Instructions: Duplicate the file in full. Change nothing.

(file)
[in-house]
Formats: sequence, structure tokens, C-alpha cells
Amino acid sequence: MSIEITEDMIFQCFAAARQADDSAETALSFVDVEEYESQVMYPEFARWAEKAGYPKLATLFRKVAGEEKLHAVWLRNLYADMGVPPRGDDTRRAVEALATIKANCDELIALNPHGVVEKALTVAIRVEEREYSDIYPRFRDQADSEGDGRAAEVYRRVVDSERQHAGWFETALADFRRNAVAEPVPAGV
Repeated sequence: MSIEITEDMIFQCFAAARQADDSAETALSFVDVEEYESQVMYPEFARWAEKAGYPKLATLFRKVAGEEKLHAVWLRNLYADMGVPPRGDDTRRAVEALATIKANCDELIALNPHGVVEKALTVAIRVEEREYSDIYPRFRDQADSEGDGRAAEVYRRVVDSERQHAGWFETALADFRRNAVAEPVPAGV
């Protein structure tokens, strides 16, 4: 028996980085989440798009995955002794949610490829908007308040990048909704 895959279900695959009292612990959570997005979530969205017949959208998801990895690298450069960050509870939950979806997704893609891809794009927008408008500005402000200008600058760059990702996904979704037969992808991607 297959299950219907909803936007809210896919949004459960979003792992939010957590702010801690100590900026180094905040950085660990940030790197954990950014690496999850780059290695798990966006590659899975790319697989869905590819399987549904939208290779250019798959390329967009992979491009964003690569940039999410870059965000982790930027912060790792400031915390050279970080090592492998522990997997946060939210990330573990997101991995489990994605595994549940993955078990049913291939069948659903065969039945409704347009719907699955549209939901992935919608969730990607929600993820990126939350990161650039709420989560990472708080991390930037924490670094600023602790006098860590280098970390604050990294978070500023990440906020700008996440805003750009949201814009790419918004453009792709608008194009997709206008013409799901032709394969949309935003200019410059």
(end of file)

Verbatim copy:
[in-house]
Formats: sequence, structure tokens, C-alpha cells
Amino acid sequence: MSIEITEDMIFQCFAAARQADDSAETALSFVDVEEYESQVMYPEFARWAEKAGYPKLATLFRKVAGEEKLHAVWLRNLYADMGVPPRGDDTRRAVEALATIKANCDELIALNPHGVVEKALTVAIRVEEREYSDIYPRFRDQADSEGDGRAAEVYRRVVDSERQHAGWFETALADFRRNAVAEPVPAGV
Repeated sequence: MSIEITEDMIFQCFAAARQADDSAETALSFVDVEEYESQVMYPEFARWAEKAGYPKLATLFRKVAGEEKLHAVWLRNLYADMGVPPRGDDTRRAVEALATIKANCDELIALNPHGVVEKALTVAIRVEEREYSDIYPRFRDQADSEGDGRAAEVYRRVVDSERQHAGWFETALADFRRNAVAEPVPAGV
């Protein structure tokens, strides 16, 4: 028996980085989440798009995955002794949610490829908007308040990048909704 895959279900695959009292612990959570997005979530969205017949959208998801990895690298450069960050509870939950979806997704893609891809794009927008408008500005402000200008600058760059990702996904979704037969992808991607 297959299950219907909803936007809210896919949004459960979003792992939010957590702010801690100590900026180094905040950085660990940030790197954990950014690496999850780059290695798990966006590659899975790319697989869905590819399987549904939208290779250019798959390329967009992979491009964003690569940039999410870059965000982790930027912060790792400031915390050279970080090592492998522990997997946060939210990330573990997101991995489990994605595994549940993955078990049913291939069948659903065969039945409704347009719907699955549209939901992935919608969730990607929600993820990126939350990161650039709420989560990472708080991390930037924490670094600023602790006098860590280098970390604050990294978070500023990440906020700008996440805003750009949201814009790419918004453009792709608008194009997709206008013409799901032709394969949309935003200019410059």